After Olympic glory, diver Greg Louganis becomes a champion for others

U.S. diving great Greg Louganis is returning to the Olympics some 30 years after he won gold medals at the 1984 and 1988 games on the springboard and the platform.

The 56-year-old is heading to Rio as an official mentor for the U.S. diving team. Unofficially, he’ll continue to serve as an inspiration for others.

Louganis wants to transform Olympic pressure into something positive for young divers after surviving his heart-stopping injury and triumph in the 1988 games in Seoul, South Korea. During those games, Louganis struck his head on the springboard while doing a reverse somersaulting dive. He returned to the board shortly after to perform a more difficult reverse somersaulting dive. He nailed it, earning the highest score of any in the event.

“I’m pretty proud of that,” said Louganis, who went on to win his third and fourth gold medals.

At left, three men by pool; on right, man diving into pool (© AP Images)
LEFT: Louganis strikes his head on the springboard in the 1988 Olympic Games. RIGHT: The next day, his bandaged wound can be seen as he completes a gold-winning dive. (© AP Images)

What many people didn’t know was that six months before the Olympics, Louganis discovered he had HIV, a diagnosis most considered a death sentence in the 1980s. At the time he was 28 years old, and he didn’t expect to live past 30.

Because of the stigma surrounding the disease, Louganis felt that he couldn’t fully reveal himself, as a gay man and HIV-positive, until 1995. “When you talk to the athletes, sexual identity, they don’t care,” Louganis said. “I think a lot of athletes are just so focused — I was — on sport, those kinds of issues aren’t in the forefront.”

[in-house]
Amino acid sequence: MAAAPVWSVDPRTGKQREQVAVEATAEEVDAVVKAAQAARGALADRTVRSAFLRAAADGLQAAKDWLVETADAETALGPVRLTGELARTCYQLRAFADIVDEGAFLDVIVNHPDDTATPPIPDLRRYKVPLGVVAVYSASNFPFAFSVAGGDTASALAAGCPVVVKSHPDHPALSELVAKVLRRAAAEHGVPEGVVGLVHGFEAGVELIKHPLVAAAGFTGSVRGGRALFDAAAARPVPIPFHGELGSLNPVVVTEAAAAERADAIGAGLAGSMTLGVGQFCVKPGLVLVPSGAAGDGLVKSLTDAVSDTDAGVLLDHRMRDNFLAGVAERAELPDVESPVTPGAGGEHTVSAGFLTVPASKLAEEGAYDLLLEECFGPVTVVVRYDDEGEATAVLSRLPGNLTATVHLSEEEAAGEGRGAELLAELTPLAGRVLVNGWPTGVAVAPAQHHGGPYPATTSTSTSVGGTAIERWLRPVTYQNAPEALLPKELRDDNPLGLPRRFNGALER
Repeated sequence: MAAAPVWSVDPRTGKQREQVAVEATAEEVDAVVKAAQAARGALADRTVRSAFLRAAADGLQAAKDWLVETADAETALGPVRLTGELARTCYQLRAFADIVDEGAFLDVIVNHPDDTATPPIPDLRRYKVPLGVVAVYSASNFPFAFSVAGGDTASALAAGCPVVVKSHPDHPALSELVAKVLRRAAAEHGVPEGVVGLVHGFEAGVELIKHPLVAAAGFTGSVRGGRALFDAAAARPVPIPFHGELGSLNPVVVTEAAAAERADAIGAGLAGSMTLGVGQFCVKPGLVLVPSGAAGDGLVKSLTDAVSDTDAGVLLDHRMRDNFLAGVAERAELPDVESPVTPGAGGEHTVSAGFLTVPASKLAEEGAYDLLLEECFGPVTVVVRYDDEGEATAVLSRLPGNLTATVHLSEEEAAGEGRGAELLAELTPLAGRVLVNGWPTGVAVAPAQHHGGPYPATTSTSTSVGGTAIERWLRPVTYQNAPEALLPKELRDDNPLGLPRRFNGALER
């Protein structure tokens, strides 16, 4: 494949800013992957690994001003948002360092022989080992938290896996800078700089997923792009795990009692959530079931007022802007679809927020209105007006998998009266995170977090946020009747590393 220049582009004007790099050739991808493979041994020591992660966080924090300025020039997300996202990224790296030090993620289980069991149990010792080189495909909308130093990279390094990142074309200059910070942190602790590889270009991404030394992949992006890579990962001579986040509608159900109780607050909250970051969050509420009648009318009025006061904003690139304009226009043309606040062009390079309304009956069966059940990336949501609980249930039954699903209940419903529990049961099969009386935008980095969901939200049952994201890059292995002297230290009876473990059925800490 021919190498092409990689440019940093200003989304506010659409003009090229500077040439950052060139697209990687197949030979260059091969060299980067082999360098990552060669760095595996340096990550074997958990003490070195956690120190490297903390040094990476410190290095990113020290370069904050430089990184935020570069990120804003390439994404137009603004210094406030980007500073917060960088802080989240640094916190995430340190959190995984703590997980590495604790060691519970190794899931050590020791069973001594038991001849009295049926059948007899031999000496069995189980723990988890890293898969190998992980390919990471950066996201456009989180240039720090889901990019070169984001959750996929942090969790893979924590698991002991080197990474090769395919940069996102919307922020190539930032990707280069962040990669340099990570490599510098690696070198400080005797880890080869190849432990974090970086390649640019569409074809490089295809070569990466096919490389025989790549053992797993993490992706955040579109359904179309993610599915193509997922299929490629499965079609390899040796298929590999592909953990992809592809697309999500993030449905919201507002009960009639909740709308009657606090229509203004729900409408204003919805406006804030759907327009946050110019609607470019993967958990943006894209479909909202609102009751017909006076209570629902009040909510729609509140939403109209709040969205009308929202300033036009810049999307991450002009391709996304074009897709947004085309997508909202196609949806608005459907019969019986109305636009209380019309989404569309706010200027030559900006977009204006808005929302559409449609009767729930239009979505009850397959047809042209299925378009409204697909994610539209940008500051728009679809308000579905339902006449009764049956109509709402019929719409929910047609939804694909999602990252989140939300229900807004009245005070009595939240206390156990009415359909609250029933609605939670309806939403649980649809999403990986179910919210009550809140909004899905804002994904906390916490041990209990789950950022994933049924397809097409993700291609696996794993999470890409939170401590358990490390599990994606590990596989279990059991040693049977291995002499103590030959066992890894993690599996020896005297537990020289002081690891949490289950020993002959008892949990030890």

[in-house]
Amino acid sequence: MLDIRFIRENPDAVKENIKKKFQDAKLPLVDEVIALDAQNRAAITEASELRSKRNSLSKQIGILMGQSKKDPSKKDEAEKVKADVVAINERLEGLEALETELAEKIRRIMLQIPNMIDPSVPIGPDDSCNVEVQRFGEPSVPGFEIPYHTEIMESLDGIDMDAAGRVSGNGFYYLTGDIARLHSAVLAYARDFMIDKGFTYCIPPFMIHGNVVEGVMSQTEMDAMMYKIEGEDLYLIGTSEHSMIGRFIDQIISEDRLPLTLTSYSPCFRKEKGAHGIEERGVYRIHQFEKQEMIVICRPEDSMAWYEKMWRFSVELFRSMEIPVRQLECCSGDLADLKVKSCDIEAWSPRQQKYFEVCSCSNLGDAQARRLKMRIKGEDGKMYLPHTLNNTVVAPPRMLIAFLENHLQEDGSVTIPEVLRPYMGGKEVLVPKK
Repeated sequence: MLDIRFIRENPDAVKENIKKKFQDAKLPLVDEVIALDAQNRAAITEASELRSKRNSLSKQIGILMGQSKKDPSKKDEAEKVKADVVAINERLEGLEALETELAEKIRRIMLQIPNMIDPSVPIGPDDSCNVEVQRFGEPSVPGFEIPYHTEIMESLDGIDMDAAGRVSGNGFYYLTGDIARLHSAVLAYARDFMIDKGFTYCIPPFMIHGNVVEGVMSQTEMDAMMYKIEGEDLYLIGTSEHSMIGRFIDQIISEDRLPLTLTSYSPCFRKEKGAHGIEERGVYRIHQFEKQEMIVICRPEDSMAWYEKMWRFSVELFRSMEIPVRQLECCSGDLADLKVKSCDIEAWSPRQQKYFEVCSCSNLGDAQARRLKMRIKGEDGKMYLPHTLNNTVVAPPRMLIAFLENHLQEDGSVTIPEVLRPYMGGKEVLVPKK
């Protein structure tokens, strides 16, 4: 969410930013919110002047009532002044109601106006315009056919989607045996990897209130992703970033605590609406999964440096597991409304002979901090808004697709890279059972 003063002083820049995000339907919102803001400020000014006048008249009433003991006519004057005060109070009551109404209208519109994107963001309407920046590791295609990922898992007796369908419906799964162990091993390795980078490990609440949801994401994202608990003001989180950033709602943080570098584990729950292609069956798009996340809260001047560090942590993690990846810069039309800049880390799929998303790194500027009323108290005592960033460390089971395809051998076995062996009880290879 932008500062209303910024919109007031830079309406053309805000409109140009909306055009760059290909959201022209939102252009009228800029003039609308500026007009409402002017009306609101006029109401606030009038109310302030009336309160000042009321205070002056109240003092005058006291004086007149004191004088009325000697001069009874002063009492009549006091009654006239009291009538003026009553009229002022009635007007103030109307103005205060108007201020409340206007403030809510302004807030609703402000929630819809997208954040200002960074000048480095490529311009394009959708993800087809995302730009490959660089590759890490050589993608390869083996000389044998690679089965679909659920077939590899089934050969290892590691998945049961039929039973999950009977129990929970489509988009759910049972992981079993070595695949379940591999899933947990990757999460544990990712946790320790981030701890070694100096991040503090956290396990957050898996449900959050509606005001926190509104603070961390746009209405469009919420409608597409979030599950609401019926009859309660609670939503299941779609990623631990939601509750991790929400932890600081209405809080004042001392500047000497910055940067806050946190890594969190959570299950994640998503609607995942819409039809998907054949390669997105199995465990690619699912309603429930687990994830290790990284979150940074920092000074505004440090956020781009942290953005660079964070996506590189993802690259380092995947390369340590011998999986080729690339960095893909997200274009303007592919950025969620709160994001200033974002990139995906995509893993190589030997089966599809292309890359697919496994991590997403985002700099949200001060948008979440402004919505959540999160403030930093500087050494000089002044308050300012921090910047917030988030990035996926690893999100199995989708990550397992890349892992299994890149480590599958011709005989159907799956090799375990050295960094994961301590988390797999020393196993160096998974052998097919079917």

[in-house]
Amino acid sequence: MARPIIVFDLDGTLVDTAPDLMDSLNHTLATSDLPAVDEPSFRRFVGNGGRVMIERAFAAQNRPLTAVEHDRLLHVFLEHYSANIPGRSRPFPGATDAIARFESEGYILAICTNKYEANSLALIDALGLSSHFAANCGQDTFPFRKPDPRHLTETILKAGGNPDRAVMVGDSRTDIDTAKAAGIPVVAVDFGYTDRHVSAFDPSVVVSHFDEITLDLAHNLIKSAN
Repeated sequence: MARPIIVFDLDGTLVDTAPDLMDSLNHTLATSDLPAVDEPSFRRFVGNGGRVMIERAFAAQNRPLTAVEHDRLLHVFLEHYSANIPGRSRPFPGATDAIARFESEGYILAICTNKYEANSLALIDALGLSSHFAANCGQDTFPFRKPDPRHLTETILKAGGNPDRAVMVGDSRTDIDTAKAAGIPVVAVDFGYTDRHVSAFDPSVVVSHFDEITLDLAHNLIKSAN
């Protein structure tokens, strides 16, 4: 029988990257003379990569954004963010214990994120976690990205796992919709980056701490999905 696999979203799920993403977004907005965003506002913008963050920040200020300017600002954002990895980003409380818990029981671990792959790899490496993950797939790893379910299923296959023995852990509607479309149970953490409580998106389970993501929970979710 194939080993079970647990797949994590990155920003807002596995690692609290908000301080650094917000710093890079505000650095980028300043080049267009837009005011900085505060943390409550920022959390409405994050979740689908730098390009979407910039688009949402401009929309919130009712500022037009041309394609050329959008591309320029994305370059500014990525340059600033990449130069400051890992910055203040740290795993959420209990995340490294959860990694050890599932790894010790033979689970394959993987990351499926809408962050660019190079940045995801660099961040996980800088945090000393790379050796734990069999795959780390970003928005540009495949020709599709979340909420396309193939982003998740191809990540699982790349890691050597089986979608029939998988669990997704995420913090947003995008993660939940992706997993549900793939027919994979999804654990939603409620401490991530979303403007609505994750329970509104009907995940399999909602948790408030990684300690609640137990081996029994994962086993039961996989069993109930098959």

Greg Louganis in mid-dive (© AP Images)
Louganis performs a winning dive during the U.S. Diving Indoor Championships in 1986. (© AP Images)

Around the world, almost 40 million people suffer from HIV/AIDS, and people fighting the disease have to, like Louganis, take a combination of medicines every day. Although treatment has improved since the 1980s, research continues to find better alternatives.

Louganis has become an outspoken advocate for people with HIV with the Human Rights Campaign, and in a sign of changing attitudes, traveled with his husband to the first LGBTQI sports festival in Kathmandu, Nepal, in 2012.

Mentoring the next generation of divers

Louganis was lured out of retirement in California to mentor the U.S. diving team for the 2012 Olympics and is eager to serve that role again in Rio.

Greg Louganis sitting on pool diving board (© AP Images)
Four-time Olympic champion Louganis is today a diving coach and motivational speaker. (© AP Images)

The Olympics are an emotional event and can be difficult for even the most skilled athletes, Louganis said. “When you go into that venue, you can feel that energy. If you interpret that energy as pressure, you’re more likely to implode. But if you interpret it as inspiration, that’s the key.

And inspiration can come from an unlikely place, Louganis said, even from the person who you think is your toughest competitor. “They want to beat you at your best, because you want to beat them at their best,” he said. “So really, everybody’s in your corner.”

You can follow Greg Louganis in Rio on Twitter @greglouganis, and your favorite diving teams from August 7 to 20. 

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